Updated March 29 at 3:29pm

Five Questions With: Justin Coutu

General manager of R&D Technologies Inc. talks to Providence Business News about the technology and business involved in the 3D-printing industry.

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Five Questions With: Justin Coutu


South Kingstown native Justin Coutu is the general manager of R& D Technologies Inc.

R&D Technologies Inc., located in the Quonset Business Park, is a reseller of Objet Geometries Ltd.’s full line of 3D-printing systems for high resolution, multi-material rapid prototyping, serving the manufacturing, consumer product, medical, education, defense and industrial markets throughout New England.

PBN: Can you describe the technology behind a 3D Printer?

COUTU:While the technology behind a 3D printer is very complex and the machines are highly engineered, the process is very simple. Much like an inkjet printer which has several print heads that jet ink onto paper, the technology in our Objet Geometries Ltd. 3D printers jets liquid polymer (known as resin) through hundreds of tiny holes in print heads. The resin is jetted onto a steel-built tray, which lowers as the part gets taller. As the print heads layer the resin, it’s rolled very thin as it is cured with a constant passing UV light. The layer thickness can run anywhere from 30 microns to 16 microns which is what gives our technology such amazing resolution, surface quality and accuracy.

Objet printers use a support material to fill in areas where there is an open space in the design. Because you can’t build on thin air, this material supports each layer of the model as it’s being printed. The turnaround time for prototype production using our printers is quite fast. Very little post-processing is needed since all you have to do is remove the support material using a high-pressured water jet once the part is printed.

R&D Technologies Inc. is a reseller of Objet Geometries’ full line of 3D printers including the Desktop, Eden and Connex machines throughout New England. The Connex printer is the most technologically advanced because of a polyjet matrix feature that enables the composite of two different materials together. For example, compositing a flexible material with a rigid material can generate different shore values to create overmolding, living hinges and coatings. We also serve as a ‘service bureau’ to companies throughout the U.S. who don’t own a printer in-house and wish to outsource their prototype printing to us.

PBN: According to your website, you’ve been in the 3D Printing industry since the early 2000s, how has the industry (and the technology) shifted in that time?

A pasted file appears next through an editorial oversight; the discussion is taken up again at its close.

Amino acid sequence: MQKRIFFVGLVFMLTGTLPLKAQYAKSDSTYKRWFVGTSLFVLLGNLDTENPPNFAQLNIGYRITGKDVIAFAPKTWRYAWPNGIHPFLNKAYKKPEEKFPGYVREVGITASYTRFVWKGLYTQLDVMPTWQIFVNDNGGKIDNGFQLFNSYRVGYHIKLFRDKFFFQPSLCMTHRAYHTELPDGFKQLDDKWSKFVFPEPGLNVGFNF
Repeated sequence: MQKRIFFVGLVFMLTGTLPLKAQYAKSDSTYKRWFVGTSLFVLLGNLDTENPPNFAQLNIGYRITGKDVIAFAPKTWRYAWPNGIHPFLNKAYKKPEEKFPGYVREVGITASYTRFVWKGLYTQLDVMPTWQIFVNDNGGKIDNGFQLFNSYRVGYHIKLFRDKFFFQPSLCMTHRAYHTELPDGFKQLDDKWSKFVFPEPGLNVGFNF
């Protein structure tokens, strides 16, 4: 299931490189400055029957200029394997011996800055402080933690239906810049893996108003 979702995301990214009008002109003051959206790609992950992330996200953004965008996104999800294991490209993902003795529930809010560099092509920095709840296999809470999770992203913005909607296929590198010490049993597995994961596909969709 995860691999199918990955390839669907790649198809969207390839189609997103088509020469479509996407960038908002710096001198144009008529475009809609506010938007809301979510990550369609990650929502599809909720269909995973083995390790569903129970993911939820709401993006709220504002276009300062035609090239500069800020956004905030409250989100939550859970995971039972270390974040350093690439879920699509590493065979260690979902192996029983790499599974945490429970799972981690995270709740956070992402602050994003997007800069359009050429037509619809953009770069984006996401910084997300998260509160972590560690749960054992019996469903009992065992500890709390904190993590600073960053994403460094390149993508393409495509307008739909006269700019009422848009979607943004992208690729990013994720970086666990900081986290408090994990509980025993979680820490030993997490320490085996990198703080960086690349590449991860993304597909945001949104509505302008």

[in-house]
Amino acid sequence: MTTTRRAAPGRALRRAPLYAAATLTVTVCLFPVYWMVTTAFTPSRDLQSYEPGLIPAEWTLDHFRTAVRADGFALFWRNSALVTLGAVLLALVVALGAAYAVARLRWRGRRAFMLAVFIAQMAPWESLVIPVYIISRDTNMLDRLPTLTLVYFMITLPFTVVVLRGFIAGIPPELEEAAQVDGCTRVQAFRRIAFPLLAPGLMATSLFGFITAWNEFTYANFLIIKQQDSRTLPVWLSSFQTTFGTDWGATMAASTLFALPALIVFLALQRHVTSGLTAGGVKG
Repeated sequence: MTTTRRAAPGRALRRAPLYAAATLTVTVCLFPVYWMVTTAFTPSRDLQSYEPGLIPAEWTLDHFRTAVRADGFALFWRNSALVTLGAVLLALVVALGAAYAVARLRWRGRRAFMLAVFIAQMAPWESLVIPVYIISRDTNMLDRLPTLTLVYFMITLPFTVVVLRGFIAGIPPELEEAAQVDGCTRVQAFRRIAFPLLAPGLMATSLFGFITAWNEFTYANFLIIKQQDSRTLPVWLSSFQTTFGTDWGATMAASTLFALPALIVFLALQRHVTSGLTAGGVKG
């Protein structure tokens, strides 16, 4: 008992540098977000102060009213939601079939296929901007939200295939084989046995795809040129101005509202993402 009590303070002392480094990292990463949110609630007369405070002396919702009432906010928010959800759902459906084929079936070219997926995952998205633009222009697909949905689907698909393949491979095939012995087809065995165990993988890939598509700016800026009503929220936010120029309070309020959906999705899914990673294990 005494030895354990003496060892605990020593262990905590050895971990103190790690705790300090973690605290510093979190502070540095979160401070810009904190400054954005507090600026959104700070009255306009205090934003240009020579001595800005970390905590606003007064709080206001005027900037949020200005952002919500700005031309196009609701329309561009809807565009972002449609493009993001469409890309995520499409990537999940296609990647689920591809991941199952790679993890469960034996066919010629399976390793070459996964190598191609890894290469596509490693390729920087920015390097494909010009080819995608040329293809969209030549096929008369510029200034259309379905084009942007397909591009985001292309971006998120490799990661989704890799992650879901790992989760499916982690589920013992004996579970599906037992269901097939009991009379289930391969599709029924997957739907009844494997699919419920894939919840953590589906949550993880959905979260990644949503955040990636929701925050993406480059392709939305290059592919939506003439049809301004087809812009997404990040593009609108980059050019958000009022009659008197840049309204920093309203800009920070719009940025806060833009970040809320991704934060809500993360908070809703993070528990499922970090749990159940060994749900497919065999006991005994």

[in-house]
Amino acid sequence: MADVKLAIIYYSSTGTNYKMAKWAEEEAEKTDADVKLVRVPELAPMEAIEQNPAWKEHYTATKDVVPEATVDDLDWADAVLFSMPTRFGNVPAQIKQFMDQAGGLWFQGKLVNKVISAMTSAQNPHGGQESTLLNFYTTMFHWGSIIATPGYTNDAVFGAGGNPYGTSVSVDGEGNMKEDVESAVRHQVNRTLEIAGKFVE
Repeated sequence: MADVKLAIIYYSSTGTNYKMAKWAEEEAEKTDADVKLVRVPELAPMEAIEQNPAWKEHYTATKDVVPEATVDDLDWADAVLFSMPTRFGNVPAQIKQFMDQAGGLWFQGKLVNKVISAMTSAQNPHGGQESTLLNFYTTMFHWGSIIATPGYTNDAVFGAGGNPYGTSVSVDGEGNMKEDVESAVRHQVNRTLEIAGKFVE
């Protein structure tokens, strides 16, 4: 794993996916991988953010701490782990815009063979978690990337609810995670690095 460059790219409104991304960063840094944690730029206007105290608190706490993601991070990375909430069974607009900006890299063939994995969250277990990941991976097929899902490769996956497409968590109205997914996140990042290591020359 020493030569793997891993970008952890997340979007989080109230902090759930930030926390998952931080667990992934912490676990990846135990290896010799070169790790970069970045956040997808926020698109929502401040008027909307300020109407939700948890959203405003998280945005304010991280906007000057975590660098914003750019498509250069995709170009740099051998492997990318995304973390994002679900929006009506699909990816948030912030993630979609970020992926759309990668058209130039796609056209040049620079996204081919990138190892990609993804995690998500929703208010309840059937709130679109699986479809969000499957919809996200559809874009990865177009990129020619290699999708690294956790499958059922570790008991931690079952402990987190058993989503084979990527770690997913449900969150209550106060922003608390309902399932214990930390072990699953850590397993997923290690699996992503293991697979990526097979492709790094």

COUTU:The 3D printing industry relies on the ability to create a 3D model using a 3D design software program. During the early 2000s, 3D design software was starting to become mainstream, but not every engineering office had made the switch from 2D to 3D software. Many engineers were not accustomed to having their prototypes printed in 3D, and the few engineers who were typically sent their files to outside vendors. The resulting prototypes were very costly and the materials were brittle. The prototypes were often used as a final check at the end of the design process, and the main goal of the prototype was to avoid costly mistakes before the manufacturing process began.

Today, nearly every engineer is designing in 3D and the material choices have increased tremendously, with more than 107 options available for Objet printers alone. At R&D we are also seeing a trend toward bringing 3D printing in-house, so engineers are able to utilize the technology to print as many revisions of their design as necessary. The prototypes are not only used to avoid mistakes before manufacturing, but are used at every stage of the design and manufacturing process – from concept to beta to testing to market. Prototypes are often used internally as a communication tool between the engineering, sales and marketing departments. A shift toward bringing 3D printing in-house is significantly reducing the time-to-market for new products. A design engineer or marketing professional could get an idea for a new product in the morning, print the prototype within a few hours, and present it to a client that afternoon to make the sale! Our technology can make a product come to life vs. simply looking at a 3D rendering on paper. It’s amazing, really.